Internet

Facebook and Google showcase Las Vegas fake news

People stand behind police barrier tape outside the Luxor hotel Obelisk and the Mandalay Bay Resort and Casino, following a mass shooting at the Route 91 Festival in Las Vegas, Nevada, October 2, 2017.

Facebook and Google are facing fresh criticism for failing to hold back the tide of fake news online, as the aftermath of the mass shooting in Las Vegas once again revealed shortcomings in their algorithms.

Early on Monday the two leading online media companies helped showcase inaccurate reports that wrongly identified a man with strong leftwing leanings as being connected to the killings. The reports circulated on rightwing news sites before slipping through the automated filters used by Facebook and Google.

Both companies said the problems were short-lived and they were working to fix the failures but not before exposing themselves to a new round of criticism for not doing enough to prevent the spread of false and damaging information.

“There’s a way — the fact is, they don’t have the will,” said Scott Galloway, a professor of marketing at New York University and author of The Four, a new book about Amazon, Apple, Facebook and Google. He said the recent hiring of more staff to identify and remove false information was too limited to have an effect: “It’s pi**ing in the ocean — it’s a series of half measures.”

For Facebook, already under intense political pressure over the use of its network by Russian operatives during the US election, the latest slip has come at a difficult time. The misinformation, spread by a site called Alt-Right, appeared on Facebook’s “Safety Check” page, which people use to make sure their friends and family are safe after a crisis.

Facebook said the offending post was spotted by its global security operations centre but that “its removal was delayed by a few minutes”. In that time, it added, the post was “screen-captured and circulated online”.

The social networking company did not explain how its algorithms had allowed the fake information to be posted. “We are working to fix the issue that allowed this to happen in the first place and deeply regret the confusion this caused,” it said.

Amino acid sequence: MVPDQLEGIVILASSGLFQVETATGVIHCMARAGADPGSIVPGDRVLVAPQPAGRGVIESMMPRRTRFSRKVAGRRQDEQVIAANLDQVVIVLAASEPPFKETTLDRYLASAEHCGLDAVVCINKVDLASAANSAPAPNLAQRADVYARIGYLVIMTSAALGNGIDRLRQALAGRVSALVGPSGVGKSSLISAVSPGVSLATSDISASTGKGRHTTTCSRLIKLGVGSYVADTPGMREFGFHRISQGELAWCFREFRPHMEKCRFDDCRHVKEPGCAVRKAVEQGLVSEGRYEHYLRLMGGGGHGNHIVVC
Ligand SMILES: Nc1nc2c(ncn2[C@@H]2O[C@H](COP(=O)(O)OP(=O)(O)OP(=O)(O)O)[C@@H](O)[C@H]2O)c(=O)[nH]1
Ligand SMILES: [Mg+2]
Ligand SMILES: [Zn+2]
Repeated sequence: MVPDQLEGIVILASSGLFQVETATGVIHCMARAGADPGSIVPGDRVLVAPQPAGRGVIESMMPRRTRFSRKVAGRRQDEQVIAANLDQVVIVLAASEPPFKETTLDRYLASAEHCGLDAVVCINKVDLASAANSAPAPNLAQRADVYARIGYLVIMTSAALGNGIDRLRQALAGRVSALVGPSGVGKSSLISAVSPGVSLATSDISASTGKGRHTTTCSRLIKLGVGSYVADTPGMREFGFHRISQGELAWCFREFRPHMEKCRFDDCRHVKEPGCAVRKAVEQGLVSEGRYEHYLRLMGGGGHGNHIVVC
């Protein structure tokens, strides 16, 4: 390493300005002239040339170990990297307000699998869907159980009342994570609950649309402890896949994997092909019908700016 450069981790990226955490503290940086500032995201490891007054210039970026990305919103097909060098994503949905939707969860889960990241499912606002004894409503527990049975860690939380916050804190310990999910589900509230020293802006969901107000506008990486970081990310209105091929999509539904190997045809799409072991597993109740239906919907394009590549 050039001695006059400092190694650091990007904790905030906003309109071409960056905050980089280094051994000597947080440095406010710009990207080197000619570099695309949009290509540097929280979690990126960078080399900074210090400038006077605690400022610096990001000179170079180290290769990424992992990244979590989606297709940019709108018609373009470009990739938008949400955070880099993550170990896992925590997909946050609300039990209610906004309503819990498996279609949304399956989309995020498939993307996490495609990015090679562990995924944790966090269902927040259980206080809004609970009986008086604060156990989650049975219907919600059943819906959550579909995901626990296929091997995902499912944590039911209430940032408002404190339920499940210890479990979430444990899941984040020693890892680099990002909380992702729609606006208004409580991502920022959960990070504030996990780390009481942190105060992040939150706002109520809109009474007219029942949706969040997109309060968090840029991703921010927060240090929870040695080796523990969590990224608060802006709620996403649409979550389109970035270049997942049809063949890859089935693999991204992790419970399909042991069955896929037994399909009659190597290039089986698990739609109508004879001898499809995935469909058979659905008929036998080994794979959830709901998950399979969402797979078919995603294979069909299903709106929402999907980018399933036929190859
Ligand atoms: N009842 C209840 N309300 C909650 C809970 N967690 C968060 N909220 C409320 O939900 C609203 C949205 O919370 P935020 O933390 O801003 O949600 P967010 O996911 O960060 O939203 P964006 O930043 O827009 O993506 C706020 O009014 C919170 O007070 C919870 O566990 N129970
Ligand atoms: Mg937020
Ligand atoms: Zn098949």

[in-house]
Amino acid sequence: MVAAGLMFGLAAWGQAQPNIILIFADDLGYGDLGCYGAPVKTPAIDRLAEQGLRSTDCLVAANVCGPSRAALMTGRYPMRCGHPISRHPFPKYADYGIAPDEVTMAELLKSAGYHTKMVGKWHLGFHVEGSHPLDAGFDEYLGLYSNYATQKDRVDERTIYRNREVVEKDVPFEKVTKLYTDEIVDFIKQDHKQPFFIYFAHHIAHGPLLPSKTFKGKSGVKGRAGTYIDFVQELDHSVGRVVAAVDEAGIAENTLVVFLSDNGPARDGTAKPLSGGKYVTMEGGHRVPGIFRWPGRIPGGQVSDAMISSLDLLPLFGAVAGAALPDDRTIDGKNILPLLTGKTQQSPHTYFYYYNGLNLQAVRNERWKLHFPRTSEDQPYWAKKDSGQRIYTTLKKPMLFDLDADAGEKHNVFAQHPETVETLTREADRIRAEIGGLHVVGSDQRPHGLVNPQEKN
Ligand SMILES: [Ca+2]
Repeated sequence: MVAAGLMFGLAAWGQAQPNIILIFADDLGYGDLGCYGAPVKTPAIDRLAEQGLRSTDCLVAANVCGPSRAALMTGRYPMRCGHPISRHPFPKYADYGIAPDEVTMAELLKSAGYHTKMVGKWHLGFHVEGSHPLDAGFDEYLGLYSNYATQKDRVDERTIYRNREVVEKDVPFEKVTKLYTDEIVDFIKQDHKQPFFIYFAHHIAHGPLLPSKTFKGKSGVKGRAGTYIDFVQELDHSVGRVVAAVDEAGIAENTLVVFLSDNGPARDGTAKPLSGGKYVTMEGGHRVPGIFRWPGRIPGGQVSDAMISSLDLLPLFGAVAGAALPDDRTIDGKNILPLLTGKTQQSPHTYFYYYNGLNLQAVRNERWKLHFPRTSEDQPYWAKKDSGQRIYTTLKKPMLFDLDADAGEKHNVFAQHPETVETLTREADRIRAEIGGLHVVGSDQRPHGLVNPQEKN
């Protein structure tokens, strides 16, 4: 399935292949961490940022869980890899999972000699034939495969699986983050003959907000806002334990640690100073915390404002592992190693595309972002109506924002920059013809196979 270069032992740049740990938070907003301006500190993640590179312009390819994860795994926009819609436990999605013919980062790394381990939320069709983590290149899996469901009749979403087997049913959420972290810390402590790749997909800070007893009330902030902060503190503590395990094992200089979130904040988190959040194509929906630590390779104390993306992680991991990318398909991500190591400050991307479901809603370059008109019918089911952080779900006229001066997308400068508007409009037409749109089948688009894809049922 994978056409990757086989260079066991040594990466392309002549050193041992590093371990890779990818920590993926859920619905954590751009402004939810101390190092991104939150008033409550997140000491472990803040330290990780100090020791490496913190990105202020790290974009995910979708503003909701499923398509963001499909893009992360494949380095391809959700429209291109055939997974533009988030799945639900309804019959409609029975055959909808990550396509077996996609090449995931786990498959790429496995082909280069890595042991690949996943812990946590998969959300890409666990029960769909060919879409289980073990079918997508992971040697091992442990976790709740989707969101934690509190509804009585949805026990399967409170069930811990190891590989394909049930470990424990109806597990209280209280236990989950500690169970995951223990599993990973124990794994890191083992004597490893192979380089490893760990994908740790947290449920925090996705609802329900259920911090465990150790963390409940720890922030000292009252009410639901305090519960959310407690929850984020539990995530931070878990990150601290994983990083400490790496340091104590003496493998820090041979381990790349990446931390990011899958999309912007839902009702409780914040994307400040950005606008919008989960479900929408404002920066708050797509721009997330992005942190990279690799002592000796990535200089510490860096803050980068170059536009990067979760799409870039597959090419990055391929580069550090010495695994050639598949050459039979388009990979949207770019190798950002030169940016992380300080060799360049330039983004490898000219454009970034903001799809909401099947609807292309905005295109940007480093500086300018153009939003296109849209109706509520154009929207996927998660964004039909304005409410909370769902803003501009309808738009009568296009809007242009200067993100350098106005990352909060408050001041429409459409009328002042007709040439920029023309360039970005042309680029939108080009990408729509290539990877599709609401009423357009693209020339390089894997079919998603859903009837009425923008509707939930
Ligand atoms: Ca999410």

In Google’s case, a search for the name of the man wrongly accused of the shootings brought up a page of search results topped by three prominent boxes labelled “Top Stories”. One of these was a post from 4Chan, a site known for its online hoaxes and misinformation, which contained the false claim.

Google’s Top Stories are drawn both from its News service, which has some degree of curation, and from a general web search. The 4Chan result was drawn from the web.

While Facebook manually removed its post, Google said the 4Chan post was “algorithmically replaced”, and that this had taken “hours” from the time it first appeared. To protect itself from accusations of subjectively favouring some search results over others, Google relies on the weight of “good information” to drive out the bad from its results, or making changes to its algorithms that affect all searches equally.

“This should not have appeared for any queries and we’ll continue to make algorithmic improvements to prevent this from happening in the future,” Google said.

Meanwhile, Twitter also came under fire on Monday after a user posted a screenshot of a search that returned a result from Infowars, a site frequently criticised for peddling conspiracy theories, as the top result. The post reported a claim from militant Islamist group Isis that it was behind the Las Vegas shootings.

Though Isis had made the claim, reporting its statement without pointing out that it was unsubstantiated was seriously misleading for readers, said Dan Gillmor, a digital media expert who teaches at Arizona State University. “If a responsible news organisation is going to mention it, it should be in context,” he said.

Twitter was unable to say how many users saw the search result, but said the personalisation in its system meant that people who searched for the same thing often saw different results.

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